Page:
Today, we live in a world where people can’t seem to stop talking. From a very young age, we were raised to believe that being energetic and talkative was normal, and being mellow or reserved, abnormal. Our culture dictates that extroversion is the ideal and that introversion is something to be ashamed of.
In her TED Talk entitled The Power of Introverts, lawyer turned author Susan Cain talks about how introversion should be encouraged and celebrated. She mentions how some of the world’s most influential leaders and innovators were introverts who embraced their quiet selves:
“Eleanor Roosevelt, Rosa Parks, Gandhi—all these peopled described themselves as quiet and soft-spoken and even shy. And they all took the spotlight, even though every bone in their bodies was telling them not to. And this turns out to have a special power all its own, because people could feel that these leaders were at the helm, not because they enjoyed directing others and not out of the pleasure of being looked at; they were there because they had no choice, because they were driven to do what they thought was right.”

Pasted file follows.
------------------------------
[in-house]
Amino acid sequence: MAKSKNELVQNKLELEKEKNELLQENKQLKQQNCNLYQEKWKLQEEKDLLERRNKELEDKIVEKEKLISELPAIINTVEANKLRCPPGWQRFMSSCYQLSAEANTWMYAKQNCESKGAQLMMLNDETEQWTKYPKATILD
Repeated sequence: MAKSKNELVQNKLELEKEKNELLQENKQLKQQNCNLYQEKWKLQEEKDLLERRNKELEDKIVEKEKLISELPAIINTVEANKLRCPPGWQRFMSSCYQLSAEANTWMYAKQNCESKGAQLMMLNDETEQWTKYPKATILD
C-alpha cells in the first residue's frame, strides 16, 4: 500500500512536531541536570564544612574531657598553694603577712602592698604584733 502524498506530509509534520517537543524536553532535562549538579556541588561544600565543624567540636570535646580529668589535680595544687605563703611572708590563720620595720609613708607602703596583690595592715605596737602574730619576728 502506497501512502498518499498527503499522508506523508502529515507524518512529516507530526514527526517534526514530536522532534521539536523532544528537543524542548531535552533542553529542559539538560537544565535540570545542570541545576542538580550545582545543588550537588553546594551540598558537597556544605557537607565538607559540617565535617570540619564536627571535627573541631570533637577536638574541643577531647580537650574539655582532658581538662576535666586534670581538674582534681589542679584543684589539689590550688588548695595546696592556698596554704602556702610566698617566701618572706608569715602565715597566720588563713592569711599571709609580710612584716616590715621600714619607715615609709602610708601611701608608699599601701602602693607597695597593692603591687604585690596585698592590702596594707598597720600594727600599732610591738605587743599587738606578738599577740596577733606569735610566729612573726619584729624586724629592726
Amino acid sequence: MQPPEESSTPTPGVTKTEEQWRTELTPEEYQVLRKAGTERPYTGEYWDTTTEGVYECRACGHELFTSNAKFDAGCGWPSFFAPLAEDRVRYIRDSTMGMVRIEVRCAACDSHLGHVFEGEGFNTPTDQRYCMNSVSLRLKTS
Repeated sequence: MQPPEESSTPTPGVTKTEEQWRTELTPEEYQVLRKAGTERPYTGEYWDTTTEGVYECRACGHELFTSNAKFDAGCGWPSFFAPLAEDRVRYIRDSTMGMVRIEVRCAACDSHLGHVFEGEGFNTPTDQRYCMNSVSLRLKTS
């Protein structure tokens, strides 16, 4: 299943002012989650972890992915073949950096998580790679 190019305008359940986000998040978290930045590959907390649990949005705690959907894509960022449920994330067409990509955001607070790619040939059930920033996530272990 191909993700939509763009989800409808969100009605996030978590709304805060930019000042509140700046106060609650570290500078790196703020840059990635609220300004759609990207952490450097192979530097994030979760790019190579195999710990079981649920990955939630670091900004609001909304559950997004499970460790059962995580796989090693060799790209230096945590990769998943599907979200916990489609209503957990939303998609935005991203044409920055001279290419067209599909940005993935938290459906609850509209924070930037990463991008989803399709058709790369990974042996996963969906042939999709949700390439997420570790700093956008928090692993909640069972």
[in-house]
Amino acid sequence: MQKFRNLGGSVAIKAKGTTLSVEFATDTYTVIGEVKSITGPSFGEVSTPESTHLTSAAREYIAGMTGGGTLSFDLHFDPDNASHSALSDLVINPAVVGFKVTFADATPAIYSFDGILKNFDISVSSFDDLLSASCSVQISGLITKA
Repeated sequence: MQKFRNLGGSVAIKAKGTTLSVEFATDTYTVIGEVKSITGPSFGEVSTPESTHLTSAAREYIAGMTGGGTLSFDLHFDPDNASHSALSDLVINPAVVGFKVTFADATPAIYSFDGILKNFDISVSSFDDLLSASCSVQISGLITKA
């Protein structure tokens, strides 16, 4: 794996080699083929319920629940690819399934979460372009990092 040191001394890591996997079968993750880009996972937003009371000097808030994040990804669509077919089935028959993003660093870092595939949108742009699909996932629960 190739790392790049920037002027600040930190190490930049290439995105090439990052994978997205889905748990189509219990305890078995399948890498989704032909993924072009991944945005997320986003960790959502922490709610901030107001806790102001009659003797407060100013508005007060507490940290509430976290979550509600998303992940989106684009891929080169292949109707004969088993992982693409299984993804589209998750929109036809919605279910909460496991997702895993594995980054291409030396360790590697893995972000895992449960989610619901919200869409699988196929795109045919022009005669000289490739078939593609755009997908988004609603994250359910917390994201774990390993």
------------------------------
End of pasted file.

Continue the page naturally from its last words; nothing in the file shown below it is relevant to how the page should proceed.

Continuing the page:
Depending on which study you believe, a third to half of people in this world are introverts. But sadly, most of them live their entire lives following an extrovert ideal. In an attempt to change the worldview on introverts, Susan gives three calls to action at the end of her talk:
“Firstly, stop the madness for constant group work,” she says. Indeed, many of the worlds best ideas come from individuals who like to think, and are given the space and time to discover things on their own.
This is related to her second call: “Go to the wilderness. Be like Buddha, have your own revelations.” Today, groupthink is fast becoming the popular answer to all the world’s problems. Unfortunately, thinking in a group usually leads to everyone thinking alike—usually like the most outspoken member—and that opportunity for unique and possibly better insight is lost.
Lastly, she says: “take a good look at what’s inside your own suitcase and why you put it there.” Let’s say you’re going for a trip to the beach. What do you bring? A surfboard and Frisbee? Drinks and potato chips? Or perhaps some paperback novels and a diary?
“Whatever it is, I hope you take these things out every chance you get and grace us with your energy and your joy. But introverts, you being you, you probably have the impulse to guard very carefully what’s inside your own suitcase. And that’s okay. But occasionally, just occasionally, I hope you will open up your suitcases for other people to see, because the world needs you and it needs the things you carry.”
Susan Cain, herself an introvert, is the author of QUIET: The Power of Introverts in a World That Can’t Stop Talking.